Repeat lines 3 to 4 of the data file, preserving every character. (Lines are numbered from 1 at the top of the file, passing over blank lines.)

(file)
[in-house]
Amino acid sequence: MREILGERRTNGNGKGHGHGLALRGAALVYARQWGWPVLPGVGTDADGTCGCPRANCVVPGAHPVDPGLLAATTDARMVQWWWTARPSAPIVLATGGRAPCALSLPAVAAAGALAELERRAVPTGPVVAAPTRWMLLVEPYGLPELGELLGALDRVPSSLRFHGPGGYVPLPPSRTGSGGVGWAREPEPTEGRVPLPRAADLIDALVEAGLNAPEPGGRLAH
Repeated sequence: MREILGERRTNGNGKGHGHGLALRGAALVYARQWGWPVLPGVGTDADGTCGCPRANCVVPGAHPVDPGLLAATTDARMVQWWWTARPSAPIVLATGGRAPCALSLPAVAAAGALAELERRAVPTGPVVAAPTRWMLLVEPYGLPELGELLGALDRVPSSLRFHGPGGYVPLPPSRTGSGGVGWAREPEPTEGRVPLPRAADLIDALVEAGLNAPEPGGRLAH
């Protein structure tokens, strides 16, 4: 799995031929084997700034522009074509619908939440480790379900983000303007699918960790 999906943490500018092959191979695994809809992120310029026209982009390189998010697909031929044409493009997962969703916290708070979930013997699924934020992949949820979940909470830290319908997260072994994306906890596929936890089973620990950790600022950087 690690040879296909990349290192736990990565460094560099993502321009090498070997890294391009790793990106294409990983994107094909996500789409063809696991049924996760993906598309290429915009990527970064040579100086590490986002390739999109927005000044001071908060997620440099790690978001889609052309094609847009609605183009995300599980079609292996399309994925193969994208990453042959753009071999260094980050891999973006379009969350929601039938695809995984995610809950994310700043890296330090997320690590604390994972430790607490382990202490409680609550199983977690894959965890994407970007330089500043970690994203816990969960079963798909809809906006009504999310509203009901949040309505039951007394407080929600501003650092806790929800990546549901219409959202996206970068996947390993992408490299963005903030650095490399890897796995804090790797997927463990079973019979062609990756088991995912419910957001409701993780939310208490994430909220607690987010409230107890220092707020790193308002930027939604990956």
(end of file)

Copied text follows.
Repeated sequence: MREILGERRTNGNGKGHGHGLALRGAALVYARQWGWPVLPGVGTDADGTCGCPRANCVVPGAHPVDPGLLAATTDARMVQWWWTARPSAPIVLATGGRAPCALSLPAVAAAGALAELERRAVPTGPVVAAPTRWMLLVEPYGLPELGELLGALDRVPSSLRFHGPGGYVPLPPSRTGSGGVGWAREPEPTEGRVPLPRAADLIDALVEAGLNAPEPGGRLAH
């Protein structure tokens, strides 16, 4: 799995031929084997700034522009074509619908939440480790379900983000303007699918960790 999906943490500018092959191979695994809809992120310029026209982009390189998010697909031929044409493009997962969703916290708070979930013997699924934020992949949820979940909470830290319908997260072994994306906890596929936890089973620990950790600022950087 690690040879296909990349290192736990990565460094560099993502321009090498070997890294391009790793990106294409990983994107094909996500789409063809696991049924996760993906598309290429915009990527970064040579100086590490986002390739999109927005000044001071908060997620440099790690978001889609052309094609847009609605183009995300599980079609292996399309994925193969994208990453042959753009071999260094980050891999973006379009969350929601039938695809995984995610809950994310700043890296330090997320690590604390994972430790607490382990202490409680609550199983977690894959965890994407970007330089500043970690994203816990969960079963798909809809906006009504999310509203009901949040309505039951007394407080929600501003650092806790929800990546549901219409959202996206970068996947390993992408490299963005903030650095490399890897796995804090790797997927463990079973019979062609990756088991995912419910957001409701993780939310208490994430909220607690987010409230107890220092707020790193308002930027939604990956």